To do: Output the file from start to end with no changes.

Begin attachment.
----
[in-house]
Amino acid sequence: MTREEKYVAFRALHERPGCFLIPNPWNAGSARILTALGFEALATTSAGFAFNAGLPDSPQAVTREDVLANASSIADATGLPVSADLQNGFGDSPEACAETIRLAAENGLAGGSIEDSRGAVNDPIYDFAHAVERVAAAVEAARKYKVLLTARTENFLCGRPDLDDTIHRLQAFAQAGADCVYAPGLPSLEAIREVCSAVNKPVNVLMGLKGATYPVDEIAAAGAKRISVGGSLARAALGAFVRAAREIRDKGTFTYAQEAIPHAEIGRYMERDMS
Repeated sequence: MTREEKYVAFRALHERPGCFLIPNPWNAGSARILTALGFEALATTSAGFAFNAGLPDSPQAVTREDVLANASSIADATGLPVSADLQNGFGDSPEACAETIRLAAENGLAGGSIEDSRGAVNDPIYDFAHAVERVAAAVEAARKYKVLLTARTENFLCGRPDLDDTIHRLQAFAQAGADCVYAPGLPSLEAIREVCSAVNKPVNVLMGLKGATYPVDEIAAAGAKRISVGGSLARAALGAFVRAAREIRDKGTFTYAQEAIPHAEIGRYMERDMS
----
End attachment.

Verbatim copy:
[in-house]
Amino acid sequence: MTREEKYVAFRALHERPGCFLIPNPWNAGSARILTALGFEALATTSAGFAFNAGLPDSPQAVTREDVLANASSIADATGLPVSADLQNGFGDSPEACAETIRLAAENGLAGGSIEDSRGAVNDPIYDFAHAVERVAAAVEAARKYKVLLTARTENFLCGRPDLDDTIHRLQAFAQAGADCVYAPGLPSLEAIREVCSAVNKPVNVLMGLKGATYPVDEIAAAGAKRISVGGSLARAALGAFVRAAREIRDKGTFTYAQEAIPHAEIGRYMERDMS
Repeated sequence: MTREEKYVAFRALHERPGCFLIPNPWNAGSARILTALGFEALATTSAGFAFNAGLPDSPQAVTREDVLANASSIADATGLPVSADLQNGFGDSPEACAETIRLAAENGLAGGSIEDSRGAVNDPIYDFAHAVERVAAAVEAARKYKVLLTARTENFLCGRPDLDDTIHRLQAFAQAGADCVYAPGLPSLEAIREVCSAVNKPVNVLMGLKGATYPVDEIAAAGAKRISVGGSLARAALGAFVRAAREIRDKGTFTYAQEAIPHAEIGRYMERDMS